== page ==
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An important or self-important person: "a panjandrum of the publishing business" (Nat Hentoff).

[After the Grand Panjandrum, , a character in a nonsense farrago written by Samuel Foote (1720-1777).]
American Heritage® Dictionary of the English Language, Fifth Edition. Copyright © 2016 by Houghton Mifflin Harcourt Publishing Company. Published by Houghton Mifflin Harcourt Publishing Company. All rights reserved.


(pænˈdʒændrəm) or


n, pl -ra (-rə)
a pompous self-important official or person of rank
[C18: after a character, the Grand Panjandrum, in a nonsense work (1755) by Samuel Foote, English playwright and actor]
Collins English Dictionary – Complete and Unabridged, 12th Edition 2014 © HarperCollins Publishers 1991, 1994, 1998, 2000, 2003, 2006, 2007, 2009, 2011, 2014


(pænˈdʒæn drəm)

a self-important or pretentious official.
[1745–55; pseudo-Latin word (based on pan-) coined by Samuel Foote (1720–77), English playwright and actor]
Random House Kernerman Webster's College Dictionary, © 2010 K Dictionaries Ltd. Copyright 2005, 1997, 1991 by Random House, Inc. All rights reserved.


designation for a pompous official, taken from a story by Samuel Foote(1755).
See also: Bureaucracy
-Ologies & -Isms. Copyright 2008 The Gale Group, Inc. All rights reserved.
ThesaurusAntonymsRelated WordsSynonymsLegend:
Noun1.panjandrum - an important or influential (and often overbearing) personpanjandrum - an important or influential (and often overbearing) person
important person, influential person, personage - a person whose actions and opinions strongly influence the course of events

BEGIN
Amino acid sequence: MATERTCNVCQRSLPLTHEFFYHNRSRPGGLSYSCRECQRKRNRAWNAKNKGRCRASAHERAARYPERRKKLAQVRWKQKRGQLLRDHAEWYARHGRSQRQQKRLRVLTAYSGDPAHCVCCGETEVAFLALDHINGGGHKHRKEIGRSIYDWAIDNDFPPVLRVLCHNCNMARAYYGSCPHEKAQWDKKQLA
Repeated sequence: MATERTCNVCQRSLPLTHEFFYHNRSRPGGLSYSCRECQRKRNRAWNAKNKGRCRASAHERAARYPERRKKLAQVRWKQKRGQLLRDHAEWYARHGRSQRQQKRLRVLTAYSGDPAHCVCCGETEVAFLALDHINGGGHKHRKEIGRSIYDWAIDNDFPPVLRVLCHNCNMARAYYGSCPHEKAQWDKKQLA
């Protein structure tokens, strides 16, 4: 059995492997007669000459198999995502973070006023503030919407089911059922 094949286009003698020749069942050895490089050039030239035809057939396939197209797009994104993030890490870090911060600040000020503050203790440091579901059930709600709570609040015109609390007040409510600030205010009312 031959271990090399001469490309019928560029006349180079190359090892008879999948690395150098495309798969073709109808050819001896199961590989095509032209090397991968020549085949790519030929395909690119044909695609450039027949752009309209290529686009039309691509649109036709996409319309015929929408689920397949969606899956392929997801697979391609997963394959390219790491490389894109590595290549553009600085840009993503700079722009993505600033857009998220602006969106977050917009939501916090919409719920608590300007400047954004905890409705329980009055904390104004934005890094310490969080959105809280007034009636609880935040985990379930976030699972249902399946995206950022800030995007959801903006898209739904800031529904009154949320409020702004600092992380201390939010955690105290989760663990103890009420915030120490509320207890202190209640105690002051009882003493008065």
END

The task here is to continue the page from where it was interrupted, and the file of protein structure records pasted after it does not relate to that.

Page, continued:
Based on WordNet 3.0, Farlex clipart collection. © 2003-2012 Princeton University, Farlex Inc.


[pænˈdʒændrəm] Njefazo m, mandamás m inv
he's the great panjandrumes el archipámpano
Collins Spanish Dictionary - Complete and Unabridged 8th Edition 2005 © William Collins Sons & Co. Ltd. 1971, 1988 © HarperCollins Publishers 1992, 1993, 1996, 1997, 2000, 2003, 2005


n (hum, pej)Wichtigtuer(in) m(f) (pej)
Collins German Dictionary – Complete and Unabridged 7th Edition 2005. © William Collins Sons & Co. Ltd. 1980 © HarperCollins Publishers 1991, 1997, 1999, 2004, 2005, 2007
References in classic literature ?
Let them know that their great panjandrum has got to go too, to make room for the Future of the Proletariat.
There's also a working version of a Second World War weapon called The Great Panjandrum. And he'll team up with pals to build a trio of Mad Max-style post-apocalyptic monsters using junk cars and scrapyard salvage.
Christened the Great Panjandrum, the contrivance was to contain some 4,000 pounds of explosive and reach a speed of 60 mph by means of a score of rockets around its perimeter.
wearing a big, and happily of those scan images But sadly all these proved to be as much use as Britain's Great Panjandrum revolving rocket bomb on D-Day.

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